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Why is it necessary for the floats to be the same weight? As long as each float opens and closes the needle at the correct point when necessary, what difference does it matter how much they weigh?

Are you saying that a slightly heavier float will displace more fuel when it's at rest thereby changing the necessary installed height?
 

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I believe that is exactly what they are saying Mike, but I've repaired many floats and simply reused them at original height specs... Never weighed a float in my life.....Never had a problem...But I never used more solder than was necessary...
I can see how a large amount of solder might require a height change, but it would take a LOT of soldering to require even a minimal adjustment...( displacement being an equivalent weight of fuel to the additional weight of the solder , divided by the surface area of the submerged "skin" of the float).. If I had a float with that many leaks, I'd just replace it......
This could just be an "urban legend" type scenario.....
 

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Discussion Starter #7
The float changes density...the float volume isn't changing, just the added mass of the solder.
Density = mass/volume. Density is directly related to buoyancy...the more buoyant (lighter) the float is, the more pressure it will exert on the needle valve. So the denser, repaired float exerts less pressure, therefore it needs to be set higher (as in upside down, dry setting). In my case I set the float heights the same, then checked with fuel. I had to go back and readjust the repaired float, because the fuel level was too high. Granted, I was using a $3 soldering iron and this was my first ever try at this, so I probably used more solder than a more experienced person with better equipment.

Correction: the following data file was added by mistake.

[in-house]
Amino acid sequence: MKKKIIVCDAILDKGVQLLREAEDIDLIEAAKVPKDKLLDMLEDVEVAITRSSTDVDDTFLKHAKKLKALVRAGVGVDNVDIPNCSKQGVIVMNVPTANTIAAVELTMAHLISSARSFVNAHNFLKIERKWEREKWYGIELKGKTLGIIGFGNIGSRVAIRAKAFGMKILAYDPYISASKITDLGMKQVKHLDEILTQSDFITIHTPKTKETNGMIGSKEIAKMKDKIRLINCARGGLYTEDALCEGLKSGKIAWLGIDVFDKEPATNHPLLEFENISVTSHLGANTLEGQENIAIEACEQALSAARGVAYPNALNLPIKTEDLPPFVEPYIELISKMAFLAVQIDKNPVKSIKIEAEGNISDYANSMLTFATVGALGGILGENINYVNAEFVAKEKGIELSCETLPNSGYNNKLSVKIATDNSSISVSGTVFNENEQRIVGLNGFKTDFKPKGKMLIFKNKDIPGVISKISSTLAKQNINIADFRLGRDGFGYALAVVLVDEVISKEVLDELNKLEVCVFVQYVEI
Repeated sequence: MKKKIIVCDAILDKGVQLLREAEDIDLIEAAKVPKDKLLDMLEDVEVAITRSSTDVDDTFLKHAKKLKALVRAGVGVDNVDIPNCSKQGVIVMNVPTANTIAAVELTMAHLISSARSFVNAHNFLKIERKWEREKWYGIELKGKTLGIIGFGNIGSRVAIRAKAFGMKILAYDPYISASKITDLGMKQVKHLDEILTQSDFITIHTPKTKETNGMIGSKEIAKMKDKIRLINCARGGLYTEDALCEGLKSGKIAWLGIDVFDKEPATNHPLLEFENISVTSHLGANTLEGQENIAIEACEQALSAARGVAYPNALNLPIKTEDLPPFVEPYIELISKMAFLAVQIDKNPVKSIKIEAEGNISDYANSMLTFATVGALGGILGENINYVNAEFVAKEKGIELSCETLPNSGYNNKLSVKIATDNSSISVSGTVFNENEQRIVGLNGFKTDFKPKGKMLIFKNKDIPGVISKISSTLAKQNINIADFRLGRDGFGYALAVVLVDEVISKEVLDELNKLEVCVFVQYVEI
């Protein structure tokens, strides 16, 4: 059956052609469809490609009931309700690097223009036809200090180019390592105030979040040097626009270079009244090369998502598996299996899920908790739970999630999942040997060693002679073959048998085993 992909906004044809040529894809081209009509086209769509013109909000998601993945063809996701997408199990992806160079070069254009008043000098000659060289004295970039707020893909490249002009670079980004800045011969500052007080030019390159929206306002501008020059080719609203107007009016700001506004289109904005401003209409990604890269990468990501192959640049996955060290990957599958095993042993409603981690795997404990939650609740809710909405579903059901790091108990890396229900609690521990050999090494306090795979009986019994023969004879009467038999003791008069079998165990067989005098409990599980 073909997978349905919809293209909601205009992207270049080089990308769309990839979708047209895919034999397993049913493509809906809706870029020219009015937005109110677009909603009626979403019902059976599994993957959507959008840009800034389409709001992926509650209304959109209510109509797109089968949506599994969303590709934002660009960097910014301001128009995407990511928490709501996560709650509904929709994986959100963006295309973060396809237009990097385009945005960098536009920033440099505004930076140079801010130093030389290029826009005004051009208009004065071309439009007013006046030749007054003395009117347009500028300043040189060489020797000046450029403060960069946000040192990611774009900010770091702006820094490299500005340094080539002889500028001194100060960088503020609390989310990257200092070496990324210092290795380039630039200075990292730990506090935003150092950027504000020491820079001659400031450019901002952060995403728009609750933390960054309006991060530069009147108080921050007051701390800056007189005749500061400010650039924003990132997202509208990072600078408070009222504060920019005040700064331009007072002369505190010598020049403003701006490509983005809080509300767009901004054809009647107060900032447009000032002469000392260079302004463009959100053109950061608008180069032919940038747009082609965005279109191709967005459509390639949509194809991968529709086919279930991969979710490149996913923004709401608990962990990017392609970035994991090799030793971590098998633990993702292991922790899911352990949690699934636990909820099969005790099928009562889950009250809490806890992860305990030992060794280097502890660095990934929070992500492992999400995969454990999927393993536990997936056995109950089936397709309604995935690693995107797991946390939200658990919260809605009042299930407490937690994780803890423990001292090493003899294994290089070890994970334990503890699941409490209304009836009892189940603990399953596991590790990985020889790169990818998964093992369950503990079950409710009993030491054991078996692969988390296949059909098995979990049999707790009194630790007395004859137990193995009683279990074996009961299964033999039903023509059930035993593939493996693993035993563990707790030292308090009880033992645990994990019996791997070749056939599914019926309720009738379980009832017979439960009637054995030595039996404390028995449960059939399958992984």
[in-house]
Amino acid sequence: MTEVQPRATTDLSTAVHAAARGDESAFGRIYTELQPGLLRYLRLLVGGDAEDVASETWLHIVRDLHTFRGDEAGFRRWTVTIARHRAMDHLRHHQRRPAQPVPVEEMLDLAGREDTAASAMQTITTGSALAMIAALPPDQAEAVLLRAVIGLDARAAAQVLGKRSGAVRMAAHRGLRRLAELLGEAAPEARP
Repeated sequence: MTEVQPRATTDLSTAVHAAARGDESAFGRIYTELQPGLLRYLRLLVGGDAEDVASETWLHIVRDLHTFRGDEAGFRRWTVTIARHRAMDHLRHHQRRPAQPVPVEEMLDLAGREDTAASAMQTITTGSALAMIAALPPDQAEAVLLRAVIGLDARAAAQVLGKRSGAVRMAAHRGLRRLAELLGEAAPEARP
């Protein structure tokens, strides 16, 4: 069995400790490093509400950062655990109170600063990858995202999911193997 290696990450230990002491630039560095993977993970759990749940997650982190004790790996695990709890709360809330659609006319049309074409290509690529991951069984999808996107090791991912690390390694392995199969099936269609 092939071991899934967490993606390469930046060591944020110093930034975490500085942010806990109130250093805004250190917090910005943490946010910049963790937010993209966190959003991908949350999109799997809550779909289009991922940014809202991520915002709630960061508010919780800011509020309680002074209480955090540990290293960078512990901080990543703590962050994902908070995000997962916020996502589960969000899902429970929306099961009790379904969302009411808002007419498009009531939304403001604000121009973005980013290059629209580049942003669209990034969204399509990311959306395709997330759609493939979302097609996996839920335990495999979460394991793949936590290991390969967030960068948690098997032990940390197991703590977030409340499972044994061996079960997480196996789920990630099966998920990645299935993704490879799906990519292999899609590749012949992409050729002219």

I didn't mess around with a scale, though that would work too. I just figured I'd use fuel and make a "real time" adjustment...seems to have worked well. I double checked the fuel levels last weekend (was having unrelated carb issues) and it is still equal for the two carbs.
 

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I always set my float height the wet method, with the carbs on the bike (I want to make a stand but haven't gotten around to it). The dry measurement will get it in the ballpark, then use wet to fine tune it and get it spot on.

I equate it to carb sync'ing. Bench sync will get it in the right area, but not until you do a true vacuum sync will it be perfect.
 

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Discussion Starter #9
I don't know that you'd need to make a stand if you have a bench vise. I padded the jaws with cardboard and VERY lightly clamped it in place. Just enough that it was steady and secure, but not enough to damage the fragile carb bodies. Used a protractor and level to make sure the angle of the carbs were right when held in the vise, but that's probably being unneccessarily anal retentive about things. I tested the levels with fuel that way, then a couple weeks later on the bike to satisfy my curiosity.